xml:space="preserve">
xml:space="preserve">
Advertisement
Advertisement

Ravens rookie Ben Powers starts at left guard in preseason finale; Marquise Brown struggles fielding punts

LANDOVER — Rookie offensive lineman Ben Powers got the start at left guard for the Ravens’ final preseason game Thursday, one day after the team traded guard Jermaine Eluemunor and a 2020 sixth-round pick to the New England Patriots for a 2020 fourth-round pick.

Right tackle Orlando Brown Jr. was the sole projected starter on the offensive line who played against the Washington Redskins. Greg Senat started at left tackle, Patrick Mekari was at center and Bradley Bozeman started at right guard.

Advertisement

Powers played into the second half, this time at right guard, but was flagged twice for holding.

“I’m just playing ball, doing what I can to help the team,” Powers said after the game."You prepare as if you are playing. ... Even if you’re not going to play, you’re one of the sixth or seventh guys suiting up. You never know with O-linemen, injuries and whatnot."

Advertisement
Advertisement

Veteran receivers sit; ‘Hollywood’ gets crack at punt returns

Veteran wideouts Michael Floyd and Seth Roberts didn’t suit up for Thursday night’s game. Roberts missed two weeks of practice with an undisclosed injury but returned last Saturday. Floyd broke out last week against the Philadelphia Eagles with three receptions and a touchdown catch after failing to catch a pass in the first two preseason games.

Coach John Harbaugh said Tuesday that it was “a possibility” Roberts would play Thursday but also indicated there were other starters the team still wanted to see.

Rookie wide receiver Marquise “Hollywood” Brown played after making his preseason debut last week.

The first-round pick out of Oklahoma got in-game punt-return duties for the first time but struggled with ball security. Brown muffed two punts in the first quarter, his only attempts on the night, after calling for a fair catch each time, but he recovered both.

Advertisement

“It was a good punt, both of them,” Brown said. “I just got to get in front of the ball. ... I’ve been practicing. I’ve been catching in practice. I just have to execute.”

Running back Tyler Ervin took over for Brown in the second quarter and also handled kick returns.

Ervin and cornerback Cyrus Jones were previously battling to see who would handle punt returns but it appeared that the Ravens wanted to see how Brown fared before the regular season began.

McSorley starts at QB

Trace McSorley started at quarterback for the second straight game, as Lamar Jackson, as well as a handful of starters on both sides of the ball, didn’t suit up.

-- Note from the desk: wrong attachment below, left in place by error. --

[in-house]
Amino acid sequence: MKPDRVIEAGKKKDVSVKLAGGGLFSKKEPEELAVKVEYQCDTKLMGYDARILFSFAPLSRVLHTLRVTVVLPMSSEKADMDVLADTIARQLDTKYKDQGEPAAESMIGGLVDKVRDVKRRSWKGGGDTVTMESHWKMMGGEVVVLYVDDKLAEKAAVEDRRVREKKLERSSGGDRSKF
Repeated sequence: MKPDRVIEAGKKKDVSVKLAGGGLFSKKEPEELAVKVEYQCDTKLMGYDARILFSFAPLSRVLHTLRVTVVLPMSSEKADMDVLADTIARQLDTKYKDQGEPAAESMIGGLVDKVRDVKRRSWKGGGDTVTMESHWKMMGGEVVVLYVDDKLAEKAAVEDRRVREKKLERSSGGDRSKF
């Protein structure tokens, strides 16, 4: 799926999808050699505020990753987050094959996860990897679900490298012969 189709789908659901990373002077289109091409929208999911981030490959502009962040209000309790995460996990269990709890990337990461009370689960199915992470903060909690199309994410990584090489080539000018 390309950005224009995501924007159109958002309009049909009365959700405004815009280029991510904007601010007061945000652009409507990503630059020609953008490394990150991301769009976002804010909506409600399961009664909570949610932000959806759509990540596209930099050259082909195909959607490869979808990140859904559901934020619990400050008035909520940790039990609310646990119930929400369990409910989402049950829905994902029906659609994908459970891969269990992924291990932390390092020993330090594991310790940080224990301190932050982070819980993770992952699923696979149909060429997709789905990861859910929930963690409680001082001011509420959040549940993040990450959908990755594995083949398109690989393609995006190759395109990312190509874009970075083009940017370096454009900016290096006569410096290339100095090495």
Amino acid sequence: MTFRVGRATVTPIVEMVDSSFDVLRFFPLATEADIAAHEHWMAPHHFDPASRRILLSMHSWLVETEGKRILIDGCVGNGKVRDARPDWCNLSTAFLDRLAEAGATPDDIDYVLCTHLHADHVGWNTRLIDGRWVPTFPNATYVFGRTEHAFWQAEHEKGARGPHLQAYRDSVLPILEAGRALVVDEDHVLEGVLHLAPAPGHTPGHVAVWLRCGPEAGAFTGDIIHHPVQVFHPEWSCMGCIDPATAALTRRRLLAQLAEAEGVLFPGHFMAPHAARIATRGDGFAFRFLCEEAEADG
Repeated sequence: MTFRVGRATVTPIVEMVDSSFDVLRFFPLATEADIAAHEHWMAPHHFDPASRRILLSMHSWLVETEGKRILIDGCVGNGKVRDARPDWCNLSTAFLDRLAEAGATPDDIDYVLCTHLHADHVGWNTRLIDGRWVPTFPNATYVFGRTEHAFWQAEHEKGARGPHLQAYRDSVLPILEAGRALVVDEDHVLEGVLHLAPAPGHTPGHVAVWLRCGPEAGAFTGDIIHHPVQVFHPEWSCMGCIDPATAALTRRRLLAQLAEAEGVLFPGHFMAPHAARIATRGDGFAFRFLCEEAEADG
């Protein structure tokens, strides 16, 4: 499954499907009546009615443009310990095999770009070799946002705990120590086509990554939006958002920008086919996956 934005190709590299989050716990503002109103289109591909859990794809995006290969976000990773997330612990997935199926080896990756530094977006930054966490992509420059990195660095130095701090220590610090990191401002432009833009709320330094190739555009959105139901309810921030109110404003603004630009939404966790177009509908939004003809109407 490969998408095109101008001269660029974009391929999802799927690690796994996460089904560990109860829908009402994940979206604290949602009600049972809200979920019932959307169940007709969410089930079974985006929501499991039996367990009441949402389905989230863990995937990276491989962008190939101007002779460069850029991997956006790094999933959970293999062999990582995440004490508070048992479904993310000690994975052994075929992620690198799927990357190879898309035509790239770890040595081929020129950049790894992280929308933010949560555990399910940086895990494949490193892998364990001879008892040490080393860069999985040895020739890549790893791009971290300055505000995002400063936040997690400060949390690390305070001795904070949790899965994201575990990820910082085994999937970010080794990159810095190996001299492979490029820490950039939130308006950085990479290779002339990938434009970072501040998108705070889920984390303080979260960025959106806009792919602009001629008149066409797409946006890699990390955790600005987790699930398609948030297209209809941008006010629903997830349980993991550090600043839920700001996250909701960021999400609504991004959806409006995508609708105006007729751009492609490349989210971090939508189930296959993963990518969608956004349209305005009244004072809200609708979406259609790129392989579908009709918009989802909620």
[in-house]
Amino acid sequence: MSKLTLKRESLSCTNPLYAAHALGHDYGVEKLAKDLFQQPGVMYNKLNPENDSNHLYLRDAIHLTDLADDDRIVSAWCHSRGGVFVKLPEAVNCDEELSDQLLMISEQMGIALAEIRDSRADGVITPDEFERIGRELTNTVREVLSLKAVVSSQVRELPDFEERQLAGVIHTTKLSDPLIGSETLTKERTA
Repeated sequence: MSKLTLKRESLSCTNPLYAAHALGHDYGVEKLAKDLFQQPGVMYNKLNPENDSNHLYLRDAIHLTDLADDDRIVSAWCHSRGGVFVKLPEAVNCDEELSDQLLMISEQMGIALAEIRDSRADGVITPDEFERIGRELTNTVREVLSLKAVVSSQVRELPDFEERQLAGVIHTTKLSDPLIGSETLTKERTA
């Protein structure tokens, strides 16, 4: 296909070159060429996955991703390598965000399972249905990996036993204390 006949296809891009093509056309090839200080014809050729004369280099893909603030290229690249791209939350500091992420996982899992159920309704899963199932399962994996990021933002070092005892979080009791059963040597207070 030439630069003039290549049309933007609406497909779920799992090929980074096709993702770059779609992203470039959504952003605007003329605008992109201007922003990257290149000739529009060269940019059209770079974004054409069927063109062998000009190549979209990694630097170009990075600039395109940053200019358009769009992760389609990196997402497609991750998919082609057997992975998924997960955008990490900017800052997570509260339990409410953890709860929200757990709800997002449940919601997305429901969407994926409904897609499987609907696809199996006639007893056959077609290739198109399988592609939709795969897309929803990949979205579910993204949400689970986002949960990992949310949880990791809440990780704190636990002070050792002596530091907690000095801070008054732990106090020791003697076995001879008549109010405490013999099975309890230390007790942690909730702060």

It was the final chance for the sixth-round draft pick to stake his claim for the Ravens to keep three quarterbacks on their 53-man roster. Harbaugh said earlier in the week that McSorley’s play warranted a legitimate discussion.

“Trace [McSorley] has definitely, definitely, earned the right to be in our plans, one way or another,” Harbaugh said on Tuesday. “We’ll see how it shakes out. We don’t know. It’s a decision that still has to be made, but I think he’s done everything he can do, for sure.”

In a little more than one half, McSorley completed 15 of 27 passes for 171 yards and a touchdown, an 87.1 passer rating.

“I feel really good,” McSorley said. “I love being in Baltimore. My time here so far has been amazing. I feel like I fit in well in the offense and the scheme of what we do.”

Scott makes push for sixth receiver spot

With only one more wide receiver spot likely up for grabs on the 53-man roster, second-year wideout Jaleel Scott made the most of his opportunity. For the second straight game, Scott caught a touchdown pass, grabbing a 24-yarder from McSorley in the second quarter.

Scott led the team with six receptions for 87 yards. He said practicing against the Ravens defense in training camp allowed him to become more comfortable and translate his play into the preseason.

“Just going up against our defense, they’re very competitive,” Scott said. “When you play against other teams, it slows down the game. It slows down so much. So now I’m out there, I’m like, ‘Wow.’ It’s starting to feel like college out there. It’s starting to feel like high school."

It’s unclear whether Roberts and Floyd didn’t play because the team had seen enough, but Scott’s performance this summer, combined with his reps on special teams, makes him a viable candidate for the final receiver position.

Recommended on Baltimore Sun

Advertisement
Advertisement
Advertisement
Advertisement
Advertisement
Advertisement
Advertisement